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Pandora's Ballot Box

IF there are any policymakers in Washington secretly pulling for the defeat of Andreas Papandreou and his socialist PASOK Party in the Greek elections scheduled for June 18, let them think again. Despite Mr. Papandreou's colorful and annoying anti-American rhetoric, the core arrangements of United States-Greek relations have remained remarkably stable during his eight years as prime minister. The outcome of Sunday's elections may be less important in their own right, however, than in what they portend for Greece's political future. Whatever happens this weekend, for the next year at least the Greek government will be as fragile as a china shop, and the US must beware of playing the role of the bull.

Papandreou's once-strong grip on a majority in the Vouli is evaporating in the heat of ever-widening financial scandals involving the PASOK leadership, Papandreou's own ill health and messy affair with a former airline stewardess, and deteriorating domestic economic conditions.

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The two major opposition forces squaring off against PASOK on Sunday are the center-right New Democracy Party and a leftist alliance that incorporates the Communist Party (KKE) along with various splinter groups. Under the recently approved electoral system of almost straight proportional representation, a party would need to garner 47 percent of the popular vote to hold an absolute majority in the 300-seat Vouli. But recent public-opinion polls suggest that New Democracy will probably emerge with close to 40 percent of the vote, PASOK with about 30 percent, and the leftist alliance with about 15 percent (the rest of the voters are undecided).

Thus an extremely precarious government is a virtual certainty. Whether New Democracy barely acquires the needed votes, or PASOK hangs on to power by wooing the left with promises of greater concessions to labor and a stronger commitment to jettisoning the American bases, the plurality is likely to be less than 10 percent, thereby placing great constraints on the ability of either government to enact policy.

In fact, though, the government that results from the June 18 elections may not be all that important from the point of view of the United States. Neither a New Democracy nor a PASOK coalition government is likely to have the parliamentary clout to initiate radical changes in Greek foreign policy. What may be of greater concern is the government that emerges next year. The presidential election is to be held in 1990, and according to the constitution, the president must be elected in the Vouli with at least 180 votes. If the votes are not forthcoming after three attempts - a probability under the shaky interim government - parliament is automatically dissolved and new elections are held. It will be this government that will most likely govern Greece for some time to come.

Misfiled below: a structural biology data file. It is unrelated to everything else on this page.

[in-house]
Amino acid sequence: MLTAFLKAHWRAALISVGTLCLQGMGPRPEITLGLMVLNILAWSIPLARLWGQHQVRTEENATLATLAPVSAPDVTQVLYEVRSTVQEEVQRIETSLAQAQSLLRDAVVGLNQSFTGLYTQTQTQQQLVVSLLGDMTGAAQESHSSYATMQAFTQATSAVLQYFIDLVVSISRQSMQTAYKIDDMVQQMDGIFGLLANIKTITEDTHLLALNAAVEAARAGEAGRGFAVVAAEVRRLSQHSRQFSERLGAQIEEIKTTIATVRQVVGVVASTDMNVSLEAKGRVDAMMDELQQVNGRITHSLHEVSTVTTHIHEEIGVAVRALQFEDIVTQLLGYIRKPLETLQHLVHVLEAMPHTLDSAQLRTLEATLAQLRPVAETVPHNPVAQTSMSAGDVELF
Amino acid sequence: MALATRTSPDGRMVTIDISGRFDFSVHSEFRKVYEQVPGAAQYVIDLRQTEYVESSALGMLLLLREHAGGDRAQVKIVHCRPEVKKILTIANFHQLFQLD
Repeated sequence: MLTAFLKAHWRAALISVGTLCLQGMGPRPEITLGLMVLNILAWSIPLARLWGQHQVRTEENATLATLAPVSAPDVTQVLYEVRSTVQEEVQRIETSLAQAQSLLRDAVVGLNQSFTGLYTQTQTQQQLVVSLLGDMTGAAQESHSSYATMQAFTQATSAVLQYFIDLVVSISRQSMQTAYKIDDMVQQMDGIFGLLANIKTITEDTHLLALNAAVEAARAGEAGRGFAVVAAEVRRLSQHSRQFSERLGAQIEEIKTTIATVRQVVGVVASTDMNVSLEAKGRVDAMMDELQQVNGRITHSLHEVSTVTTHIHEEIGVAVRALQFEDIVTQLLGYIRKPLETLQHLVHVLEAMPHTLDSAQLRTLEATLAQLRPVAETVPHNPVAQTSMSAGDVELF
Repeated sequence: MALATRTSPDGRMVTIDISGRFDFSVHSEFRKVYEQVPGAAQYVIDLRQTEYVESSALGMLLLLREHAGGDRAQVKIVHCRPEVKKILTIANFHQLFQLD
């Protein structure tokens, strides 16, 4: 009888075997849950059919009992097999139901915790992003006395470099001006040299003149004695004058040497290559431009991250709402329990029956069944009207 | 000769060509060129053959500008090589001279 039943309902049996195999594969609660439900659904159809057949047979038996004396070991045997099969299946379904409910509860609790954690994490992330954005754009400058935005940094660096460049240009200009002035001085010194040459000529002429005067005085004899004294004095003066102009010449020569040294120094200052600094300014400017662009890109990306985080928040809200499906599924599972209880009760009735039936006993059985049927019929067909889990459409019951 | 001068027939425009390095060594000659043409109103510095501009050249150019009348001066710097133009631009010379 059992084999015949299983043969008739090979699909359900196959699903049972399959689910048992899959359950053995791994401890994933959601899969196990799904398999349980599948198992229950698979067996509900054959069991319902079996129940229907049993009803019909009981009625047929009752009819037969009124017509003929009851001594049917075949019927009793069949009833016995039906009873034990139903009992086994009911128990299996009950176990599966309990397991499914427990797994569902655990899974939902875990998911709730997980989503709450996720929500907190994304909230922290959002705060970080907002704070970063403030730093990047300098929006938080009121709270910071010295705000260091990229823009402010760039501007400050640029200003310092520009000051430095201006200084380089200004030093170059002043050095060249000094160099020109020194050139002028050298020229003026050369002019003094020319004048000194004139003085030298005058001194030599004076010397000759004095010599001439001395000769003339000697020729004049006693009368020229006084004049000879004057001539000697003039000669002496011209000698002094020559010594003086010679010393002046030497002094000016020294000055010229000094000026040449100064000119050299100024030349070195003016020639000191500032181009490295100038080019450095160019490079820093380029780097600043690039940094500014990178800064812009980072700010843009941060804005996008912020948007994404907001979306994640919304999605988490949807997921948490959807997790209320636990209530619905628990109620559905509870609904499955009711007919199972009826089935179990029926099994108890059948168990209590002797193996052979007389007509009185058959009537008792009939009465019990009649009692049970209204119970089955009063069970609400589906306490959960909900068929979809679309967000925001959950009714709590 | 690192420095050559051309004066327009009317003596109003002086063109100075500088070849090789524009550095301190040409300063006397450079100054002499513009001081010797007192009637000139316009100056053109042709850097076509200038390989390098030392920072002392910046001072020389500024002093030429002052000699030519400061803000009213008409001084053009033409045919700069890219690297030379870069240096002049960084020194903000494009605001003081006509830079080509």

Ideally, the US would not have to engage the interim government in substantive policy controversies. The game plan for 1990 - not US-Greek elections - will be topmost on any interim government's agenda. Unfortunately, the base agreement expires in May 1990, before the final showdown on the presidential election, and the US will have to deal with the fragile interim government. The success of those negotiations will be a matter of matching their pace to the domestic political needs of the government. The political interests of a New Democracy government would be best served by reaching an agreement soon after this month's election. The American military presence, which powerfully affects Greek national pride, could drop from the forefront of the political debate before the 1990 elections and strengthen New Democracy's electoral chances.

If, on the other hand, PASOK manages to retain power by allying itself with the left, which opposes any new base agreement, the US position will be more problematic. Again, timing will be key. By moving slowly on negotiations the US would, in effect, give PASOK needed time to choose between losing its leftist coalition partners or losing the national security that the American presence provides. Although many Greeks resent the US bases, they fear Turkey much more, and the government that removed this guarantee would face almost certain electoral defeat. In the spring of 1990, with both the treaty deadline and the elections imminent, PASOK would probably choose to conclude a new agreement.

In either case, the US approach should treat the base agreement as but one issue in a package of negotiations centering on Greek-Turkish relations. A wise move would be to act as a facilitator in the sputtering talks between the two nations on territorial rights in the Aegean and the future of Cyprus. To help deliver a foreign policy success for the new government, while simultaneously dispelling pent-up resentment over perceived American favoritism toward Turkey in NATO, would smooth the completion of a new base agreement, regardless of who rules Greece for the next year. When in a china shop, the bull must move with patience and precision.

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